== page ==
That's a good question. Because of that experience of doing 40 games with the Angels in 1985. My wife [Barbara] used to say back then, "Why didn't you do more games? When you're not doing the games, you're sitting with your scorebook in the living room, watching the games, keeping score, reading the papers, doing your notes. You might as well be up there doing the games and getting paid for it." And she was absolutely right. One lesson I learned that was brought home very vividly for me is that baseball is such an intimate, daily game, with its own rhythm. It's relentless. Win or lose, you got to get up the next morning and there's another game. As an announcer, if you don't do those games, there are big gaps in your information base. What I found in coming back to baseball, unlike every other sport, is that you call baseball out of your memory. I've been away so long, I don't have a lot of books in my library. When I listen to Vin Scully or Jon Miller and I hear them say, "That reminds me of a play here three years ago," well, I don't have that memory. The fortunate part about baseball is that in the 32 years since I was working fulltime for the Angels, the game hasn't changed. All the players have changed, all the stadiums have changed, and that's an adjustment. It's learning all new names. Some of them are the sons of the guys I called before, another generation. Gradually, what I'm doing during the course of this season is putting books back in my library. And I can't build the library if I don't do all the games that I can.
What makes baseball the best announcer game?
In basketball, the play carries you. Football is designed for the analyst: You call the play, the analyst comes in. Baseball, because of the pace of the game, allows you to reflect on its history, its humor, the personalities. It may be Jerry Hairston Jr. today, but his play reminds me of [former Angel] Rudy Meoli 30 years ago.
How did you feel about giving up the other sports to return to baseball?
When I ruminated over what this move meant, I realized I couldn't do college basketball since it runs into spring training, and that's where you get all your stories in baseball. College basketball was my entree to the networks, so romantically, that was a tough one to wave goodbye to. Baseball goes into football season, how could I do the NFL? Tennis, I had to give up the French Open in Paris, and that was tough. My wife and I are Francophiles. Ultimately, I asked myself, if the networks all say we'll get somebody else to do the other sports, would I still sign the contract to do just baseball? And the answer was yes. When I made that decision, I was happy. I can't tell you, at my age, how exciting it still is for me to walk into a baseball stadium and go to a broadcast booth. I love coming to the ballpark.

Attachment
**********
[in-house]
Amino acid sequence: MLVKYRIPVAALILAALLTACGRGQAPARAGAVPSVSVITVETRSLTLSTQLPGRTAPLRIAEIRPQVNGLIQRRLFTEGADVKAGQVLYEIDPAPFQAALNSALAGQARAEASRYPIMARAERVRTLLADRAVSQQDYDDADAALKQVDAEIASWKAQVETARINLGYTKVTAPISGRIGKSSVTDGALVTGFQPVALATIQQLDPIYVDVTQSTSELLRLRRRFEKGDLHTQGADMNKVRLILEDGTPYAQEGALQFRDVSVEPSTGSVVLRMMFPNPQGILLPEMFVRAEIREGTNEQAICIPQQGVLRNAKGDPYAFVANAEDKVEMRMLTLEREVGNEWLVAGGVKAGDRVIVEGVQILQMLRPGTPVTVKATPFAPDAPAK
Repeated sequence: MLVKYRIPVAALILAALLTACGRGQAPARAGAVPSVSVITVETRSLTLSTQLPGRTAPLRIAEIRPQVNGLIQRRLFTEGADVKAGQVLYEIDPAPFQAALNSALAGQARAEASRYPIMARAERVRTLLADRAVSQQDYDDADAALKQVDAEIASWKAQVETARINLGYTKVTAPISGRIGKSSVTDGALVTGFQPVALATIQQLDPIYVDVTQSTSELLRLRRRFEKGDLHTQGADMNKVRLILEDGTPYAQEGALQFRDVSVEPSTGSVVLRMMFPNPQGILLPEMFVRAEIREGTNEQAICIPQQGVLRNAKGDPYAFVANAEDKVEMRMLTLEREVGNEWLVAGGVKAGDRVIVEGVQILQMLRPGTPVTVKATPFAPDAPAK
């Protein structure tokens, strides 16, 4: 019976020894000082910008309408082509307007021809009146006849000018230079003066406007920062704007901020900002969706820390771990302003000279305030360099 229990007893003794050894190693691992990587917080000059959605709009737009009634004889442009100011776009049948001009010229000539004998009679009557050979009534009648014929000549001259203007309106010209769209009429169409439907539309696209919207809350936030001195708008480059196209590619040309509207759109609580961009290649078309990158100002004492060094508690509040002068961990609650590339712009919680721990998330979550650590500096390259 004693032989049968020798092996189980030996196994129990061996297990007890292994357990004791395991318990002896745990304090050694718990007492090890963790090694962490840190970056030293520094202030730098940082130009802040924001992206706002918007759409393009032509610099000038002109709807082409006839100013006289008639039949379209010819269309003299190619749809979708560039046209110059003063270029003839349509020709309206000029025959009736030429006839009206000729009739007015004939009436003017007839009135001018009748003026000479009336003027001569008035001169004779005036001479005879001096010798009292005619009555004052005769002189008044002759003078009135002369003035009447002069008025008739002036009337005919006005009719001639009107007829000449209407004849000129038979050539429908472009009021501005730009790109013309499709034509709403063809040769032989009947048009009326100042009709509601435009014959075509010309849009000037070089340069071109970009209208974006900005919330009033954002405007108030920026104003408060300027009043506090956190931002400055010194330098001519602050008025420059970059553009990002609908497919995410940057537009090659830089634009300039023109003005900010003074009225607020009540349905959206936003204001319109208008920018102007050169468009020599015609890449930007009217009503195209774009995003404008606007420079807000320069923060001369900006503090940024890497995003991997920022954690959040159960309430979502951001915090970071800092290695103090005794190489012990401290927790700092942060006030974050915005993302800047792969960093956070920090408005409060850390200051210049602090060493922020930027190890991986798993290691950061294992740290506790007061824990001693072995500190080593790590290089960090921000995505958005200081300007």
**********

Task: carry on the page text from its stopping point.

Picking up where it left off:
What's it been like covering the Padres, maybe the biggest surprise in baseball this season?
It's been magical. Beyond comprehension. This is a team that no one — no one — picked to finish any higher than fourth place in the West. We were just that team struggling along, trying to find their way. The beauty of the team is the chemistry. We don't have any superstars. [Adrian] Gonzalez is a superstar, but he doesn't take himself as one. My favorite baseball expression is: "I'll pick him up for you." Whether it's your family, your neighborhood, your business, whatever, you care enough about the people around you that when they don't do well, you support them and pick them up. [Padres reserve] Matt Stairs says that's the kind of clubhouse it is. Everybody's pulling for everybody else, and that's really rare. You can't put a price tag on it. Look at the results. It makes no sense otherwise. [All-Star closer] Heath Bell, maybe the most vocal guy on the team, said in spring training, when everyone was talking about the end of July and wondering where he and Gonzalez would be playing: "What if we're so good that they can't trade us?" He was right. It's been a dream. They find a way to win, and they don't beat themselves. They pull for each other, they pick each other up. And of course, the pitching and defense. One of the great stats is that they're second in the league in hitting with runners in scoring position. And the feeling is, get to the seventh inning, you have a one-run lead, the game's ours. That bullpen is so good.
What ballparks have you visited this season that really jumped out as being great?